David O. Russell, the director of this blockbuster multiple Academy Award winner, wrote the screenplay partly as an acknowledgement of his son’s bipolar disorder and as a message about this form of mental illness. Russell has delivered two sympathetic characters to raise  our awareness.  In this way, “Silver Linings Playbook” is more than a very likable movie with two amazing dramatic performances. Rather it is a journey of a young 30-something man, Patrick Solatano (played by Bradley Cooper)  and a young 20-something woman, Tiffany Maxwell (the Oscar-winning performance by  Jennifer Lawrence of “A Winter’s Bone” and “Hunger Games“) who both suffer from bipolar disorder.

In the opening scene Pat is released from a mental institution after eight-months of therapy.  Slowly and painfully he tries to integrate back into his Philadelphia neighborhood, living with his parents (Robert de Niro and Jacki Weaver perfectly partnered for the family dynamics). Pat and everyone who loves him–friends and family–are determined not to let his condition break them apart.  Then the beautiful and promiscuous Tiffany enters his life. The core of the story is the healing of these two wounded people.

This film is nevertheless buoyant and touching, not depressing, and the essence and heart of the drama is not a comedy but a romance. There are some exceptionally funny scenes, which do not go after the cheap cringe-inducing laugh. The art of “Silver Linings Playbook” is in the balancing act between the bipolar patient who believes he or she doesn’t need medication and the hope that survival in the world of family and friends is still possible. Moreover, Bradley Cooper gives the performance of his career playing against type.  (His claim to fame previously has been for the “Hangover” man-child films.) There is no miraculous cure for bipolar disorder.  It permanently clouds the mind.  But there is a silver lining and that is what makes this movie a charming romantic narrative.  
 No matter what your personal experience may be with bipolar disorder, you will find “Silver Linings Playbook” an entertaining and tenderhearted movie.


“The Hunger Games”–Our “Harry Potter”?

“The Hunger Games” is  part “Harry Potter” meets the “Truman Show” with a dash of “American Idol” and “Lord of the Flies.”

The blockbuster trilogy by Suzanne Collins is set to be an equally sensational trilogy on the silver screen.  Like the Harry Potter series, Collins’ trilogy is targeted to a young adult audience. “The Hunger Games” is a dystopian tale about a country called Panem (from the Latin meaning–“bread and circuses”,  loosely referring to the government’s providing food and recreation to prevent discontent and revolution.)  Panem is a mythical country ruled by a totalitarian government situated in a Capitol owning all the wealth. The Capitol maintains order through nationally televised blood sports known as the Hunger Games, in which two young “tributes” from each of twelve districts, a boy and a girl, must participate in an annual winner- takes-all bloodbath. President Snow oversees the annual Hunger Games, with a villainous cunning to suppress all dissension from the masses.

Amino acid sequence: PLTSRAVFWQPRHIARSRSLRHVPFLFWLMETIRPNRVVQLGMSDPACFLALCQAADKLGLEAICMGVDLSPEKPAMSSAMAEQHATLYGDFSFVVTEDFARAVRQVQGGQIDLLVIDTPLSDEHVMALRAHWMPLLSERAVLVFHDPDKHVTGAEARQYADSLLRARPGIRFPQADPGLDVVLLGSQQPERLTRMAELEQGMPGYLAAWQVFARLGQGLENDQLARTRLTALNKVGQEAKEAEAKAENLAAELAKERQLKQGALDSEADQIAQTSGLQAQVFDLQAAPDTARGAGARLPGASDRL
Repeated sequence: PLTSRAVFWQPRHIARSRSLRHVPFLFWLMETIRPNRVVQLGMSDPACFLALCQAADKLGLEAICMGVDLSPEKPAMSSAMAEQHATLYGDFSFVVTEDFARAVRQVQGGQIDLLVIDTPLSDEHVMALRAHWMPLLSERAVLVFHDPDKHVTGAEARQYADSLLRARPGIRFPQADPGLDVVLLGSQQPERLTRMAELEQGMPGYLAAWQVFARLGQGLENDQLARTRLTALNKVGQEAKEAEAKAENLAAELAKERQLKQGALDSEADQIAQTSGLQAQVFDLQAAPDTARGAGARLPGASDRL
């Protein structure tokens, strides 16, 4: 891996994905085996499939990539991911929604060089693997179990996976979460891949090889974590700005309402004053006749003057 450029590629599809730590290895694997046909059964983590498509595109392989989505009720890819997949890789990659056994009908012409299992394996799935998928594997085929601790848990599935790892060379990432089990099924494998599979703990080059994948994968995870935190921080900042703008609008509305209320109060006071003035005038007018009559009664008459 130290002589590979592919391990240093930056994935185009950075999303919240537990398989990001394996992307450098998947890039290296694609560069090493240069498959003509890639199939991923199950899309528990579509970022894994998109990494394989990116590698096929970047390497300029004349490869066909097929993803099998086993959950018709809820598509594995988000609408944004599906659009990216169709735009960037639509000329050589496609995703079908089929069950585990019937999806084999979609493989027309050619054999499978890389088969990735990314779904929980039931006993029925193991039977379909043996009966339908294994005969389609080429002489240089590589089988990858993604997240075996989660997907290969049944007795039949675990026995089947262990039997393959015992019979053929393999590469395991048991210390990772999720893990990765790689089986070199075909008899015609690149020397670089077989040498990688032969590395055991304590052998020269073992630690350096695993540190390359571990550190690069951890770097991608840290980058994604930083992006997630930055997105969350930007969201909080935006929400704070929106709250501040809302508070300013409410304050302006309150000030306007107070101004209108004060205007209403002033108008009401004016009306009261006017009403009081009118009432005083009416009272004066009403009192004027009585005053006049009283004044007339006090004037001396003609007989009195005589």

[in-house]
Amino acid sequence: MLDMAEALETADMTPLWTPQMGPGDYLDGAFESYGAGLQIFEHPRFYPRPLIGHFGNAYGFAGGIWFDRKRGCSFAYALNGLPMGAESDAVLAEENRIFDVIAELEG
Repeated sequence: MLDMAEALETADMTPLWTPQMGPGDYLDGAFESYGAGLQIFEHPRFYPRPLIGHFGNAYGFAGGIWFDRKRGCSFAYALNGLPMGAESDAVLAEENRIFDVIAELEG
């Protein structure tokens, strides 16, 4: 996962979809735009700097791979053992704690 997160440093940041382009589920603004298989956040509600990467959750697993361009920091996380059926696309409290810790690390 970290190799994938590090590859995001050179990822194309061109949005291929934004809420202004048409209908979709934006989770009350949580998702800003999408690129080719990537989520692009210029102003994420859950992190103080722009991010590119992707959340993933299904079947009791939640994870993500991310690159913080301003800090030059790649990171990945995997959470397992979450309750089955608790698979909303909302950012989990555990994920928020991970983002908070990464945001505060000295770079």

A sixteen-year old girl, Katniss Everdeen, is paired with Peeta (Josh Hutcherson), to represent District 12, intended to be Appalachians (think Harlan County, Kentucky mining towns).  Katniss is played by Jennifer Lawrence (nominated for the 2010 Academy Award for Best Actress in “Winter’s Bone” –see my review at www.womensmemoirs.com),  She imbues the character Katniss with a blend of grit and strength, the camera lingering on her every expression and gesture.

Narrated in the voice of Katniss, the book “The Hunger Games” gives  little background detail or context of scene.  In fact the book reads as a book conceived as a movie.  The author, Suzanne Collins, is a former writer for Nickelodeon TV, and her vivid storytelling actually lends itself to being amplified onscreen.  The context of the remote control of the environment, the surveillance cameras, and the games becomes vivid in the film in a way that the reader cannot fully imagine.  Usually the opposite is true when a book is converted to film: visualizing the scenes in the book are a disconnect from the movie.  Not in this case!

Nonetheless, here are a few inevitable quibbles about the book vs. movie storyline, remembering that a novel and a story on the silver screen are two very different forms of creative expression. Perhaps most egregious of all is that the mockingjay, a creation of the Panem government’s experiments on the environment,  is not explained in the movie. The symbol of the mockingjay, emblematic of the environmental and political wounds of the people of Panem,  becomes increasingly important in books two and three of the trilogy, so this may have been a misstep that hopefully is rectified in the sequel.

President Snow is barely mentioned in the first book, but his role (played by the indomitable Donald Sutherland) is much more prominent in the movie.   His prominence may also be a cinematic device to iterate some of the thoughts Katniss has towards the government, which could only otherwise be accomplished through voiceovers or monologues.  Sutherland is more effective.

In the final analysis, “The Hunger Games” is a winner-takes-all home run–even for those of us who are not young adults!